Shortly after the identification of CXCR4 and CCR5 as coreceptors, a highly prevalent CCR5 polymorphism (allele frequency 10% in Whites) termed A32CCR5 was identified.3031 This polymorphism, a frameshift 32-bp deletion in the middle of CCR5 that precludes full-length translation and transport to the cell surface, helps explain the molecular basis of resistance demonstrated by some highly exposed individuals who nonetheless remain uninfected. Homozygotes for this mutation are nearly completely resistant to HIV-1 infection, with a handful of exceptions,32-34 and heterozygotes for this mutation demonstrate a 2- to 4-year delay in progression to AIDS.35-37 More than anything else, though, this discovery demonstrates that CCR5 is the primary coreceptor used by HIV-1 for transmission and that it plays a major role in determining the rate of disease progression once an individual is infected. Moreover, the lack of any apparent deficiency in individuals who are homozygous for this mutation makes CCR5 a nearly ideal candidate for pharmaceutical targeting directed to block HIV-1 at the level of entry. Additional mutations in CCR5 have also been reported, but these are much less prevalent and none are predicted to have any obvious protective consequences. One CCR5 polymorphism, however, that results in a severely truncated cytoplasmic tail is predicted to lack signaling properties.38 Although signaling of CCR5 is clearly not required for virus fusion and entry,39-42 signaling may play a role in postentry events such as integration into quiescent cells such as macrophages. Any possible protective effects of this mutation would therefore be of great interest in determining alternative mechanisms of inhibiting CCR5 coreceptor function.
The identification of the A32CCR5 polymorphism helped trigger a search for additional polymorphisms in either chemokines or chemokine receptors that might influence viral transmission and pathogenesis. A single-base pair mutation in CCRS that changes a valine to an isoleucine at position 64 in the CCR2 protein (V64I-CCR2) has been shown to correlate with a delay in disease progression.43 However, CCR2 is utilized by only a handful of HIV-1 strains for infection, and a complete explanation for its protective effects awaits resolution. Unlike A32CCR5, V64I-CCR2 reaches the cell surface, functions as both a coreceptor and as a signal-transducing chemokine receptor, and does not have any gross effects on cell function or other chemokine receptors that might explain its protective effects (unpublished data). Subtle effects, however, such as its ability to cross-regulate the surface expression of CCR5 and CXCR4, offer a viable explanation that might account for its effects on HIV-1 pathogenesis. Other alternatives, such as linkage to a mutation in the nearby CCR5 gene, or its contribution to the replication of a small percentage of highly pathogenic strains of HIV-1 in vivo, cannot yet be excluded, but appear less likely due to its subtle effects on progression, but not transmission. The V64I-CCR2 polymorphism may be most significant, however, in demonstrating that protective effects from mutations in other genes, and ultimately by alternative clinical interventions, may contribute to the suppression of HIV-1 pathogenesis through mechanisms other than direct coreceptor blockade.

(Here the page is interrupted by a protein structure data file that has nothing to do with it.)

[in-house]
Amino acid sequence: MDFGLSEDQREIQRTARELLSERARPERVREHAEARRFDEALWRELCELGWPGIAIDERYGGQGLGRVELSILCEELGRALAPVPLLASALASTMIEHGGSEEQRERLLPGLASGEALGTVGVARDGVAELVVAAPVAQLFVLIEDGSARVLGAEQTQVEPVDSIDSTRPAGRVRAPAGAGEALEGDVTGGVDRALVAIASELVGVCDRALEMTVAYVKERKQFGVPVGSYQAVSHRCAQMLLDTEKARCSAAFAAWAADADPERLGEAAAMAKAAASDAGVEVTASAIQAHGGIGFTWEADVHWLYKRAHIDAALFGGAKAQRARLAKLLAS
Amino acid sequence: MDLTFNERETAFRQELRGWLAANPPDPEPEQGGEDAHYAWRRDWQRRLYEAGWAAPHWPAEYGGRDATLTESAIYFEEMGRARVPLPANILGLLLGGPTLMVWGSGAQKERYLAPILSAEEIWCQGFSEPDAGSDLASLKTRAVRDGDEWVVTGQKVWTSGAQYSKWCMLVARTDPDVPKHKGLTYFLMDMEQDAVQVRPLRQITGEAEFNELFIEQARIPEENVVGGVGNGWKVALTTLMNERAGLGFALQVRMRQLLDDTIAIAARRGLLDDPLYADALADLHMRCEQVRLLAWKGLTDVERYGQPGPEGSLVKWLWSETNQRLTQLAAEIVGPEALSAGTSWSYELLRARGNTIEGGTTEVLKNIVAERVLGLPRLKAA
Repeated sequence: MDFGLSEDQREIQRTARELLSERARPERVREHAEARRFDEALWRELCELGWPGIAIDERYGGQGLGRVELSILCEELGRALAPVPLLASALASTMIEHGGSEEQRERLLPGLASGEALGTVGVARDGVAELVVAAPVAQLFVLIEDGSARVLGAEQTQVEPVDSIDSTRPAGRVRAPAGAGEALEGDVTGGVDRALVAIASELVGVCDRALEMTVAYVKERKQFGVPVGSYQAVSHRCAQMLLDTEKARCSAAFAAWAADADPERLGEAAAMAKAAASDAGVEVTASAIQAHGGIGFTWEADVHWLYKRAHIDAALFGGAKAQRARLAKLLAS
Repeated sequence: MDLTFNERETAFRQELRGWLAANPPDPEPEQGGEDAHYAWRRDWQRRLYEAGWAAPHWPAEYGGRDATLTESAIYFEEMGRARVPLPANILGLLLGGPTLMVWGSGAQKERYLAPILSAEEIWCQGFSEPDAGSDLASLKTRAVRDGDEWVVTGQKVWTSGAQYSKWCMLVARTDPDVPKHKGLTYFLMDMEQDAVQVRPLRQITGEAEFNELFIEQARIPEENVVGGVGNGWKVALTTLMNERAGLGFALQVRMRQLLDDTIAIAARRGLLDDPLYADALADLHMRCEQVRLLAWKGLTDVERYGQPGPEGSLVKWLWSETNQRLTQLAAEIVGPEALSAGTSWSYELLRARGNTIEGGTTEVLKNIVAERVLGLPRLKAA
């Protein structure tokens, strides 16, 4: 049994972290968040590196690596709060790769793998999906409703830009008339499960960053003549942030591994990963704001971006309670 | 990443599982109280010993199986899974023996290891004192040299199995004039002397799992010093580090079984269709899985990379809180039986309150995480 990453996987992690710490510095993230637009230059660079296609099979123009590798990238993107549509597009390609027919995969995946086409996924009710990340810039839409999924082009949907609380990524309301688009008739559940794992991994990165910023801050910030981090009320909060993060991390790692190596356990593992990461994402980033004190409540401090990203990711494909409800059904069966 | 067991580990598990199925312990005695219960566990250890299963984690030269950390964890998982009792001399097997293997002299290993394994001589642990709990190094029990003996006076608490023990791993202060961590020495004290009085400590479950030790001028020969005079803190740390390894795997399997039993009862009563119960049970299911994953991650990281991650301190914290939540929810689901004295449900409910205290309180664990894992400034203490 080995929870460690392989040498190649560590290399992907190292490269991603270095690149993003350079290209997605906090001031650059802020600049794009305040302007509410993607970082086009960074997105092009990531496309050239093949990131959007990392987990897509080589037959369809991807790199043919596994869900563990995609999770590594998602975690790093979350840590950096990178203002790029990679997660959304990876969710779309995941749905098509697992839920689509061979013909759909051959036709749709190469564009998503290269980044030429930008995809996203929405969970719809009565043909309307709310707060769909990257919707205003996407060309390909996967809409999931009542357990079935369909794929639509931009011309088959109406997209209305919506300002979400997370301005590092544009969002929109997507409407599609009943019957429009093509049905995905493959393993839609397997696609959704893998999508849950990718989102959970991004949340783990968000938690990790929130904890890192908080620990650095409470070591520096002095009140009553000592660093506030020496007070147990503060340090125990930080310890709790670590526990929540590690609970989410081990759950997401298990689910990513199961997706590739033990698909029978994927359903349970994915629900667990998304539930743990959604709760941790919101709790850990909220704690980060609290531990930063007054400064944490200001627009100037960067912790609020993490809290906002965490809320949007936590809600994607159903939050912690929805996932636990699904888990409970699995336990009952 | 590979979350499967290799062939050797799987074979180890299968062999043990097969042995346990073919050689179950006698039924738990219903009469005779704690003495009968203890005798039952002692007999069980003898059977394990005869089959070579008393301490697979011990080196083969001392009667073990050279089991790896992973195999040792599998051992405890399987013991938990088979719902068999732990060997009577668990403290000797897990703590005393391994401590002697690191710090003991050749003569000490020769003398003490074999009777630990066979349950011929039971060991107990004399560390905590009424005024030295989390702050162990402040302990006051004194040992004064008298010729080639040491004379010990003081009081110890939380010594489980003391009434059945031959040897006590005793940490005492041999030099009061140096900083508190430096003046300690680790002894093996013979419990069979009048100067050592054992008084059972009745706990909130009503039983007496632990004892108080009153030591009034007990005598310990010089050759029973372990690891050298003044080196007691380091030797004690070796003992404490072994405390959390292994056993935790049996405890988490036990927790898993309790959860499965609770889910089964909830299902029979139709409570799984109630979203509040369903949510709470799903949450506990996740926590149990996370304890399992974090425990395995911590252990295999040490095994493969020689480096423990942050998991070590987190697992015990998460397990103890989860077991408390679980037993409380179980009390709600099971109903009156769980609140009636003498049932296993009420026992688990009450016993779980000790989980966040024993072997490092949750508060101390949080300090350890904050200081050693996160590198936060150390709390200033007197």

Thus far, all HIV-1 strains identified use CCR5, CXCR4, or both as coreceptors. However, nearly a dozen additional chemokine receptors, orphan receptors, and viral chemokine-receptor homologs have been iden ti-fied as capable of mediating fusion with one or more HIV-1, HIV-2, or simian immunodeficiencyvirus (SIV) Envs in vitro (a current tabulation of corecep-tor usage is being kept in the Los Alamos National Laboratory's annual database of human retroviruses and AIDS). The significance of these alternative coreceptors for viral pathogenesis in vivo is uncertain, but it is possible that use of receptors other than CCR5 or CXCR4 may help explain some of the variable outcomes following HIV-1 infection. For example, it has been suggested that use of CCRS may be associated with neurotropism.44 Thus, as new coreceptors are identified, it will be important to determine if they can support virus infection in relevant target cells in vivo.
Was this article helpful?